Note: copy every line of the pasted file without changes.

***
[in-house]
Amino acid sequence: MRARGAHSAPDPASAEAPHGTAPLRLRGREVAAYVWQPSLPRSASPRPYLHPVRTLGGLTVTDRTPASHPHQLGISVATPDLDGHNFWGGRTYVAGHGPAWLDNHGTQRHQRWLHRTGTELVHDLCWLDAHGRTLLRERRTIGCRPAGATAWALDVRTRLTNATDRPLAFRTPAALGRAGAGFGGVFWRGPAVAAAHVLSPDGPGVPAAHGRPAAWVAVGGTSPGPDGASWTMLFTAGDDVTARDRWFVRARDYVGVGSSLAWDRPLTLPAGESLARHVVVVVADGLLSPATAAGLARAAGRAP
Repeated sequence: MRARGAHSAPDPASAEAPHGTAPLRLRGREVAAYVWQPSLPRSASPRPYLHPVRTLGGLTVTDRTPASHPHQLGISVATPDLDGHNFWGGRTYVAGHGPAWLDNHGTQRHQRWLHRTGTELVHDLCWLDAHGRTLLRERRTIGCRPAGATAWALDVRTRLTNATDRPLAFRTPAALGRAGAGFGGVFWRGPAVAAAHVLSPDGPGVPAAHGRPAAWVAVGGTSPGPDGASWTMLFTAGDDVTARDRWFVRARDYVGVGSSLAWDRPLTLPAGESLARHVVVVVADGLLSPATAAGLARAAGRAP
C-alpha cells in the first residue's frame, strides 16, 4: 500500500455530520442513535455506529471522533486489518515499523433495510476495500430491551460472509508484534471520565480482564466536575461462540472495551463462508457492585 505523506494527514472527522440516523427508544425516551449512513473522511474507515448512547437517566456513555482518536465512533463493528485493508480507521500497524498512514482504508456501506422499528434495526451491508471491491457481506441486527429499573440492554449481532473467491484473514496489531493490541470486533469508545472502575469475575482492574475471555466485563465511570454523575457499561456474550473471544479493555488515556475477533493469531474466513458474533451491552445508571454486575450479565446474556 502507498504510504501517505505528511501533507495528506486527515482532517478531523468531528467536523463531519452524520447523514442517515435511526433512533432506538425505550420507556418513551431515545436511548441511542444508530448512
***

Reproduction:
[in-house]
Amino acid sequence: MRARGAHSAPDPASAEAPHGTAPLRLRGREVAAYVWQPSLPRSASPRPYLHPVRTLGGLTVTDRTPASHPHQLGISVATPDLDGHNFWGGRTYVAGHGPAWLDNHGTQRHQRWLHRTGTELVHDLCWLDAHGRTLLRERRTIGCRPAGATAWALDVRTRLTNATDRPLAFRTPAALGRAGAGFGGVFWRGPAVAAAHVLSPDGPGVPAAHGRPAAWVAVGGTSPGPDGASWTMLFTAGDDVTARDRWFVRARDYVGVGSSLAWDRPLTLPAGESLARHVVVVVADGLLSPATAAGLARAAGRAP
Repeated sequence: MRARGAHSAPDPASAEAPHGTAPLRLRGREVAAYVWQPSLPRSASPRPYLHPVRTLGGLTVTDRTPASHPHQLGISVATPDLDGHNFWGGRTYVAGHGPAWLDNHGTQRHQRWLHRTGTELVHDLCWLDAHGRTLLRERRTIGCRPAGATAWALDVRTRLTNATDRPLAFRTPAALGRAGAGFGGVFWRGPAVAAAHVLSPDGPGVPAAHGRPAAWVAVGGTSPGPDGASWTMLFTAGDDVTARDRWFVRARDYVGVGSSLAWDRPLTLPAGESLARHVVVVVADGLLSPATAAGLARAAGRAP
C-alpha cells in the first residue's frame, strides 16, 4: 500500500455530520442513535455506529471522533486489518515499523433495510476495500430491551460472509508484534471520565480482564466536575461462540472495551463462508457492585 505523506494527514472527522440516523427508544425516551449512513473522511474507515448512547437517566456513555482518536465512533463493528485493508480507521500497524498512514482504508456501506422499528434495526451491508471491491457481506441486527429499573440492554449481532473467491484473514496489531493490541470486533469508545472502575469475575482492574475471555466485563465511570454523575457499561456474550473471544479493555488515556475477533493469531474466513458474533451491552445508571454486575450479565446474556 502507498504510504501517505505528511501533507495528506486527515482532517478531523468531528467536523463531519452524520447523514442517515435511526433512533432506538425505550420507556418513551431515545436511548441511542444508530448512